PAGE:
Dear Abby: My husband, who is 81 and in excellent health, has just suggested that when we feel we can no longer live independent lives (I am 72), we should move closer to his daughter in another state so she and her husband can help us.
Abby, I don’t LIKE her husband, and I don’t want to be reliant on him, beholden to him or even socialize with him. In the 15 years I have known him, we have never had a conversation. In the beginning, I tried, but he cannot relate to older women. Apparently, he didn’t have a good relationship with his mother. His only topics of conversation are his dogs, guns or sports. I have no interest in any of those things.
It breaks my heart that my husband and I may not be spending the last years of our lives together. I’m sure my husband would tell me to “get over” my dislike of his daughter’s husband. Do I have to agree to be around someone I have nothing in common with? I don’t like the part of the country they live in either.
— Nervous in New Mexico
Dear Nervous: My late mother once told me that parents who count on their adult children “taking care of them” in their old age are often in for a rude awakening. You and your husband are supposed to be equal partners in this marriage. If you dislike not only the man his daughter is married to but also the area of the country in which they live, no law says you are obligated to relocate. I recommend you have that difficult discussion with your spouse soon, preferably in the office of a licensed marriage and family therapist.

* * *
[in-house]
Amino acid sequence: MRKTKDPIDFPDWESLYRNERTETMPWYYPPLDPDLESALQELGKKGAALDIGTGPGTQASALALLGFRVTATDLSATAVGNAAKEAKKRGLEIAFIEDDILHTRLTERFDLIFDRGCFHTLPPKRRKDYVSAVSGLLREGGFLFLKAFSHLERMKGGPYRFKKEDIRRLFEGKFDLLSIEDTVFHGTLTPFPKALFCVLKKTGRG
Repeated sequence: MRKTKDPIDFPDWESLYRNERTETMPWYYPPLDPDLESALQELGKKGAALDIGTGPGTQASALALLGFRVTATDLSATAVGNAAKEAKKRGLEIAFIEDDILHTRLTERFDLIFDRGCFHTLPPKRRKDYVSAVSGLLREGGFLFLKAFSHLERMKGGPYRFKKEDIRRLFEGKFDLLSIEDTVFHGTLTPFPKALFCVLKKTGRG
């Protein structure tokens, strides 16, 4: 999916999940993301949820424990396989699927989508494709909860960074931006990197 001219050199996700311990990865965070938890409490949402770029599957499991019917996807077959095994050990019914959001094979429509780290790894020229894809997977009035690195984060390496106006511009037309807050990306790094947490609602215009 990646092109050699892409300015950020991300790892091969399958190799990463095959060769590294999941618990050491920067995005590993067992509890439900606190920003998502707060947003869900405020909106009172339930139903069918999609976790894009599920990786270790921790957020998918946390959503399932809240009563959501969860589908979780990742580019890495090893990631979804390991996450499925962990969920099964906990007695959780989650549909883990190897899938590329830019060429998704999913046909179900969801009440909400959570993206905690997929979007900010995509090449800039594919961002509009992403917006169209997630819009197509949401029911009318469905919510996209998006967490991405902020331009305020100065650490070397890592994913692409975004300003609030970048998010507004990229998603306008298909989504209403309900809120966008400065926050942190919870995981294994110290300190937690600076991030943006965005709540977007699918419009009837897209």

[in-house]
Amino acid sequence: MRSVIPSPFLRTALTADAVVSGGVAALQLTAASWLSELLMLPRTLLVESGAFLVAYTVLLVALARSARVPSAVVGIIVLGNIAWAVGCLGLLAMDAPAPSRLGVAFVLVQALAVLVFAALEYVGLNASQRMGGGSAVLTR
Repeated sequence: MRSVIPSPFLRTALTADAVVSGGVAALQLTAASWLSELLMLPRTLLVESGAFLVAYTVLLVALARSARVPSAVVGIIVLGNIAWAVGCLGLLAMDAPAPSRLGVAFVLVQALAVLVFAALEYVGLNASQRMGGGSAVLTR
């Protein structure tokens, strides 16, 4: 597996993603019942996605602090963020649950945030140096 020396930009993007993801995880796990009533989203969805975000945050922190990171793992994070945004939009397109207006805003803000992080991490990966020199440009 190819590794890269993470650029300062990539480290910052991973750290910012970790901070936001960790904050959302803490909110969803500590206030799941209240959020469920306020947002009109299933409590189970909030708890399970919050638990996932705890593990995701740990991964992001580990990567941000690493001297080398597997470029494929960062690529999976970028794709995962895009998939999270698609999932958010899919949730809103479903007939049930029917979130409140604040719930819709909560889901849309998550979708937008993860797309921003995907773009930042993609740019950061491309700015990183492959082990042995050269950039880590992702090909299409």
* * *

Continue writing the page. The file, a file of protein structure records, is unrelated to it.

Dear Abby: I have been in an on-and-off relationship with a woman for three years. We live about two hours apart. In the beginning, our relationship was wonderful. We would see each other on a regular basis and would text and video chat almost daily. We even talked about marriage.
But as time went on, she became more and more distant. She would either take forever to respond back to me or not respond at all. Her excuse was work. She was always working and always had something going on. I then found out she was dealing with a couple of personal things. When I explained to her that relationships are all about communication, she kind of disagreed.
At one point, I was so upset, angry and frustrated that I said some horrible things to her. I even used foul language because of her not communicating. Also, she didn’t even bother to take two minutes out of her time to wish me a happy birthday. I always remember her on her birthday.
She is making me out to be the bad guy. I’m so hurt and angry at her because of her refusal to communicate. Abby, what else can I do? Am I really the bad person here?
— Uncertain in Pennsylvania
Dear Uncertain: Although you refuse to recognize it, this woman HAS been communicating with you. Her behavior indicates that she is nowhere as interested in you as you are in her, which should have become apparent as she became more and more distant.
You are not a bad person, and neither is she. She’s just afraid to give you the bad news verbally. In cases like this, there is nothing you can do besides tell her it’s apparent she isn’t as invested in the relationship as you are and make a graceful exit.
Dear Abby is written by Abigail Van Buren, also known as Jeanne Phillips, and was founded by her mother, Pauline Phillips. Contact Dear Abby at DearAbby.com.
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